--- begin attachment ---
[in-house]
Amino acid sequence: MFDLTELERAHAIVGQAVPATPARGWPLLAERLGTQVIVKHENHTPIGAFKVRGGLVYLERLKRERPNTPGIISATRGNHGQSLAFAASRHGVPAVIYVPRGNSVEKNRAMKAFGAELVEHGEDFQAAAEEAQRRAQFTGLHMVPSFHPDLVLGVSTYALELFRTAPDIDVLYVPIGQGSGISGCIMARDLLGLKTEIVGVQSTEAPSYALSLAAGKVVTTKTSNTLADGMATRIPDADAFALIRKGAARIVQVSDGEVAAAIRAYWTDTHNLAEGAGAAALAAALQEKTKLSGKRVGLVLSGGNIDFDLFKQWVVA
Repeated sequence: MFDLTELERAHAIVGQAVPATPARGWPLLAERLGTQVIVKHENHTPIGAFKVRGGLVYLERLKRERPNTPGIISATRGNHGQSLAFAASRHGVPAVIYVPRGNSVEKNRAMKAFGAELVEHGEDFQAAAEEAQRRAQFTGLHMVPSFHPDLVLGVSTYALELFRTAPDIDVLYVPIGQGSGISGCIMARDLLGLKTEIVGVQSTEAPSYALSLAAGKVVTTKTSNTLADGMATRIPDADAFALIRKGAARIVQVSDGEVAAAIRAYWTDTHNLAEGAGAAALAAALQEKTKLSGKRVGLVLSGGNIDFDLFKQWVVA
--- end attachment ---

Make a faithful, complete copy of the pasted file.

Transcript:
[in-house]
Amino acid sequence: MFDLTELERAHAIVGQAVPATPARGWPLLAERLGTQVIVKHENHTPIGAFKVRGGLVYLERLKRERPNTPGIISATRGNHGQSLAFAASRHGVPAVIYVPRGNSVEKNRAMKAFGAELVEHGEDFQAAAEEAQRRAQFTGLHMVPSFHPDLVLGVSTYALELFRTAPDIDVLYVPIGQGSGISGCIMARDLLGLKTEIVGVQSTEAPSYALSLAAGKVVTTKTSNTLADGMATRIPDADAFALIRKGAARIVQVSDGEVAAAIRAYWTDTHNLAEGAGAAALAAALQEKTKLSGKRVGLVLSGGNIDFDLFKQWVVA
Repeated sequence: MFDLTELERAHAIVGQAVPATPARGWPLLAERLGTQVIVKHENHTPIGAFKVRGGLVYLERLKRERPNTPGIISATRGNHGQSLAFAASRHGVPAVIYVPRGNSVEKNRAMKAFGAELVEHGEDFQAAAEEAQRRAQFTGLHMVPSFHPDLVLGVSTYALELFRTAPDIDVLYVPIGQGSGISGCIMARDLLGLKTEIVGVQSTEAPSYALSLAAGKVVTTKTSNTLADGMATRIPDADAFALIRKGAARIVQVSDGEVAAAIRAYWTDTHNLAEGAGAAALAAALQEKTKLSGKRVGLVLSGGNIDFDLFKQWVVA